It appears there will be a legal battle over Campbell House.
The fate of the historic farm house at Alvinston’s AW Campbell Conservation Area has been hanging in the balance since Oct. 2021. The St. Clair Region Conservation Authority says the long-neglected home of the man who donated the land for the park is now beyond repair. The conservation authority wanted to demolish it in 2021. But the board of directors put the decision on hold after a community group – Friends of Campbell Park – sprung up hoping to save the historic building.
But after waiting two years, SCRCA board members agreed to ask Brooke-Alvinston for a demolition permit. But the request was turned down by Brooke-Alvinston council. That prompted the SCRCA’s board to say it would seek to overturn the decision at the Ontario Land Tribunal.
On Nov. 14, Brooke-Alvinston Mayor Dave Ferguson, the Adminstrator, Janet Denkers, two members of the Friends of Campbell Park and SCRCA officials met to talk about the issue. The conservation authority said it would cost about $13,000 to secure the building for the three years, the amount of time the Friends group wanted to try to raise money to renovate the building. The authority added it would cost over a half million dollars to repair and maintain the building without public access and over $1.3 million to turn the building into a museum in the future- both ideas floated by Friends of Campbell Park. The conservation authority said Brooke-Alvinston would have to foot all of those bills.
At council Thursday, Councillor Frank Nemcek said the conservation authority was basically forcing council to back track and issue the permit to avoid a legal battle – a move he termed as “disgusting.”
But when it was time to decide if a demolition permit should be issued, only Councillor Don McCabe and Mayor Dave Ferguson were on side with the idea. McCabe made a motion to issue a demolition permit and, when the other councillors would not offer to second the motion so it could be voted on, Mayor Ferguson did.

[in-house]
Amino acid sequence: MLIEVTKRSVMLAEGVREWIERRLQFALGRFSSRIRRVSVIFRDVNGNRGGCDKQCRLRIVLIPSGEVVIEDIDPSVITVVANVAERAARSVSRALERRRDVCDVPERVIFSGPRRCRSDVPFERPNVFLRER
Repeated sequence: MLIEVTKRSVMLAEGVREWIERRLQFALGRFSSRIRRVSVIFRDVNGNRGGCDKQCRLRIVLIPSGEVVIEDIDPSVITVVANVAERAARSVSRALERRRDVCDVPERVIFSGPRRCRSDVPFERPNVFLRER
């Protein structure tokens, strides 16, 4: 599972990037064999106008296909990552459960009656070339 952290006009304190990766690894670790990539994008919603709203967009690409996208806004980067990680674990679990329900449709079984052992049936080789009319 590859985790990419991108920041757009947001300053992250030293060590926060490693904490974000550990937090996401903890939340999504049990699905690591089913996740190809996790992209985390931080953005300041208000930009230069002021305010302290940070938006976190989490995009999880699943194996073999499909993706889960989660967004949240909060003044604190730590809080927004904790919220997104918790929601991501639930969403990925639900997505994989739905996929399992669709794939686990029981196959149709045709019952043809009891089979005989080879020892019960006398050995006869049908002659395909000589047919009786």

McCabe said there had been “a long history” of ignoring the building’s maintenance by both the conservation authority and the municipality.
McCabe criticized the Friends of Campbell Park saying they lacked urgency to start working towards concrete solutions such as setting up a non-profit group to raise money to pay for any repairs.
He added allowing the demoliton of a building which had outlived its useful life would avoid a legal battle “where the only people getting rich would be the lawyers.”
But when it came to a vote, Councillors Nemcek, Craig Sanders and Jenny Redick voted against issuing the permit, seemingly putting the wheels in motion for a legal hearing at the Ontario Land Tribunal.
Redick hopes a legal battle can still be avoided but she didn’t want to give up on a piece of Alvinston’s history.
“When you think of Alvinston, there’s a bunch of things, but, you think of Campbell’s Park and you think of the Campbells – it’s just something that’s part of us. I would really like to see it restored some how, some way; that you’re not tearing it down right away.”
Dawn McNally, the president of the Friends of Campbell Park, was in the council chambers for the decision. “I didn’t think it would go this way. I thought they wouldn’t all just bow down to the conservation authority and say, ‘well, we can’t do anything about it,” she told The Independent after the meeting. “But obviously, those three councillors are speaking for the community.”